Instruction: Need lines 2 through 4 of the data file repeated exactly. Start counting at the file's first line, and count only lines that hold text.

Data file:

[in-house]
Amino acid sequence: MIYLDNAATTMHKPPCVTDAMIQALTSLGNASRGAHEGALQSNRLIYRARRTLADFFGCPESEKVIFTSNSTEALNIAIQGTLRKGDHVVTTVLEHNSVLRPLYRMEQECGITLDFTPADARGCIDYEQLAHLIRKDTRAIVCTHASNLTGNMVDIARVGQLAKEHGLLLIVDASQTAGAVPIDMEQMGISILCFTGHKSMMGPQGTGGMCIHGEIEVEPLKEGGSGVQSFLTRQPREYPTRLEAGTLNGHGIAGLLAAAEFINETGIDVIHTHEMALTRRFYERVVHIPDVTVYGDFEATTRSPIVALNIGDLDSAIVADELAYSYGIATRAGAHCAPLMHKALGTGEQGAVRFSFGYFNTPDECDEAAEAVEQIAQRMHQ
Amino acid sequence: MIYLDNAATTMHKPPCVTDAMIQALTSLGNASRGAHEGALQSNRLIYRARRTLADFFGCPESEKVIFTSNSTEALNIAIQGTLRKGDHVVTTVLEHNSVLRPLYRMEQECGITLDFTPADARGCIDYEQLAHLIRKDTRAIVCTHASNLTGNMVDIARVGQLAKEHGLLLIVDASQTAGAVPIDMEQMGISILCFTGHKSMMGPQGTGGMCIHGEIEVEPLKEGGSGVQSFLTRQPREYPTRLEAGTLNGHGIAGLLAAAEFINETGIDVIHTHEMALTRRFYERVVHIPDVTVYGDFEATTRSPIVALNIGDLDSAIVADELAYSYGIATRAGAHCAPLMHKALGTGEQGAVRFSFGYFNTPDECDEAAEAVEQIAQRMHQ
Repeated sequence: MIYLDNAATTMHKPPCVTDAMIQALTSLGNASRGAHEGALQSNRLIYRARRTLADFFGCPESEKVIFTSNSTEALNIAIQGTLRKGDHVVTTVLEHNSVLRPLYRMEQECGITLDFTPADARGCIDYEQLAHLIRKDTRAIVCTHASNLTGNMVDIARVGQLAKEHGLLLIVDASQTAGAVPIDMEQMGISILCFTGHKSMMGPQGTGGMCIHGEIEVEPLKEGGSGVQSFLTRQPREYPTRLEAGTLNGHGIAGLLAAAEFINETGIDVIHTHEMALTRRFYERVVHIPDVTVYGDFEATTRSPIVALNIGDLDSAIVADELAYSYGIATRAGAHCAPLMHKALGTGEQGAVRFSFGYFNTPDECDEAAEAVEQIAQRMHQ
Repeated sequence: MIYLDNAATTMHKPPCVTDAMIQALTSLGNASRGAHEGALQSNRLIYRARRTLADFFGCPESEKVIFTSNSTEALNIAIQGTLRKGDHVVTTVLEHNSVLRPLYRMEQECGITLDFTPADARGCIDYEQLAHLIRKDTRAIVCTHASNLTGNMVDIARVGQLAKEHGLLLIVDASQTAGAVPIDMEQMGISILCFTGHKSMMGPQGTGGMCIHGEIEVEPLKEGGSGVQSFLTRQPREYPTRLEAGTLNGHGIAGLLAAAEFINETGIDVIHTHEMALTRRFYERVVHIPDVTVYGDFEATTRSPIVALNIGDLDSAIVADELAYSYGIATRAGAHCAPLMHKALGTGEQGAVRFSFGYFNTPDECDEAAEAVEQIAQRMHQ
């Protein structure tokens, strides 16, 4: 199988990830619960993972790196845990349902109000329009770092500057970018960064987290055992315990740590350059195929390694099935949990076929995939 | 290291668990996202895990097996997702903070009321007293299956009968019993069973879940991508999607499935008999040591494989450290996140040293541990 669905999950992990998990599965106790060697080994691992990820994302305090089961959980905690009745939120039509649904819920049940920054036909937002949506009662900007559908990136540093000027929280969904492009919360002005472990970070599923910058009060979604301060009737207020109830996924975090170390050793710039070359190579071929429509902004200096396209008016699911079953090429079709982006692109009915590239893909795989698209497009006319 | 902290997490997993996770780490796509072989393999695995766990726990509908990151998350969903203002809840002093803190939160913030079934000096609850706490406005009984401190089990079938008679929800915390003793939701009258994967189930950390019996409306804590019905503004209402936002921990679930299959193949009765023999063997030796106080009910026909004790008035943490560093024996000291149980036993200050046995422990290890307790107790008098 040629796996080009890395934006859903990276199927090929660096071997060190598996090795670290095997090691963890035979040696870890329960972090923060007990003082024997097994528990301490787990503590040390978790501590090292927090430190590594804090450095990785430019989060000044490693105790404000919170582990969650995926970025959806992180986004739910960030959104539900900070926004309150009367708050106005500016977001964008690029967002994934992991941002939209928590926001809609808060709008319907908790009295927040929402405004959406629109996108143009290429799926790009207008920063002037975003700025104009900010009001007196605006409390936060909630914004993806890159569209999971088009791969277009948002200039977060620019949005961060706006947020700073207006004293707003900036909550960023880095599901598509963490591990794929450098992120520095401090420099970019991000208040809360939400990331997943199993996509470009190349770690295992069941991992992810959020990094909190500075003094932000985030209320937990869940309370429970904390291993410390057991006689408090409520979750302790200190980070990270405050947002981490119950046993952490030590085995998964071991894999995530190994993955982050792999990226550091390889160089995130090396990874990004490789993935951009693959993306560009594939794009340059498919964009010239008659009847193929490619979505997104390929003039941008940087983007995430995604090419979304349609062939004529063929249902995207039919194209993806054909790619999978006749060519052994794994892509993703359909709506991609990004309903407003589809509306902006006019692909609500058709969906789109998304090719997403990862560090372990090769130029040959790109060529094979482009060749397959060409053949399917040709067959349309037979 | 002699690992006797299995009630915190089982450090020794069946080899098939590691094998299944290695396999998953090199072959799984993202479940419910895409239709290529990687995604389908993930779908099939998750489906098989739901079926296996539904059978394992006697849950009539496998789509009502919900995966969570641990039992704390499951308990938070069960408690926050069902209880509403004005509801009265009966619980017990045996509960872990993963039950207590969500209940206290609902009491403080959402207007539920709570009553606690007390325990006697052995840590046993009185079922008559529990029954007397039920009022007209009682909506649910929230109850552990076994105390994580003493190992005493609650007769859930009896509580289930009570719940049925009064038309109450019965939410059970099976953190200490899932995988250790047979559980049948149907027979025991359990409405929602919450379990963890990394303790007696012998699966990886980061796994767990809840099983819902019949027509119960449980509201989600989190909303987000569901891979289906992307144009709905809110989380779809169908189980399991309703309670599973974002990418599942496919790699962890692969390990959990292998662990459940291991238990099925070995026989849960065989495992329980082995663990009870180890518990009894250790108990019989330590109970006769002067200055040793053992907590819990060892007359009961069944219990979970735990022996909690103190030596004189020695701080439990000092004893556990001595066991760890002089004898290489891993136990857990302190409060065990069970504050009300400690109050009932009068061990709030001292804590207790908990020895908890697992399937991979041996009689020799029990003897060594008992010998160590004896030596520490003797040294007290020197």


Amino acid sequence: MIYLDNAATTMHKPPCVTDAMIQALTSLGNASRGAHEGALQSNRLIYRARRTLADFFGCPESEKVIFTSNSTEALNIAIQGTLRKGDHVVTTVLEHNSVLRPLYRMEQECGITLDFTPADARGCIDYEQLAHLIRKDTRAIVCTHASNLTGNMVDIARVGQLAKEHGLLLIVDASQTAGAVPIDMEQMGISILCFTGHKSMMGPQGTGGMCIHGEIEVEPLKEGGSGVQSFLTRQPREYPTRLEAGTLNGHGIAGLLAAAEFINETGIDVIHTHEMALTRRFYERVVHIPDVTVYGDFEATTRSPIVALNIGDLDSAIVADELAYSYGIATRAGAHCAPLMHKALGTGEQGAVRFSFGYFNTPDECDEAAEAVEQIAQRMHQ
Amino acid sequence: MIYLDNAATTMHKPPCVTDAMIQALTSLGNASRGAHEGALQSNRLIYRARRTLADFFGCPESEKVIFTSNSTEALNIAIQGTLRKGDHVVTTVLEHNSVLRPLYRMEQECGITLDFTPADARGCIDYEQLAHLIRKDTRAIVCTHASNLTGNMVDIARVGQLAKEHGLLLIVDASQTAGAVPIDMEQMGISILCFTGHKSMMGPQGTGGMCIHGEIEVEPLKEGGSGVQSFLTRQPREYPTRLEAGTLNGHGIAGLLAAAEFINETGIDVIHTHEMALTRRFYERVVHIPDVTVYGDFEATTRSPIVALNIGDLDSAIVADELAYSYGIATRAGAHCAPLMHKALGTGEQGAVRFSFGYFNTPDECDEAAEAVEQIAQRMHQ
Repeated sequence: MIYLDNAATTMHKPPCVTDAMIQALTSLGNASRGAHEGALQSNRLIYRARRTLADFFGCPESEKVIFTSNSTEALNIAIQGTLRKGDHVVTTVLEHNSVLRPLYRMEQECGITLDFTPADARGCIDYEQLAHLIRKDTRAIVCTHASNLTGNMVDIARVGQLAKEHGLLLIVDASQTAGAVPIDMEQMGISILCFTGHKSMMGPQGTGGMCIHGEIEVEPLKEGGSGVQSFLTRQPREYPTRLEAGTLNGHGIAGLLAAAEFINETGIDVIHTHEMALTRRFYERVVHIPDVTVYGDFEATTRSPIVALNIGDLDSAIVADELAYSYGIATRAGAHCAPLMHKALGTGEQGAVRFSFGYFNTPDECDEAAEAVEQIAQRMHQ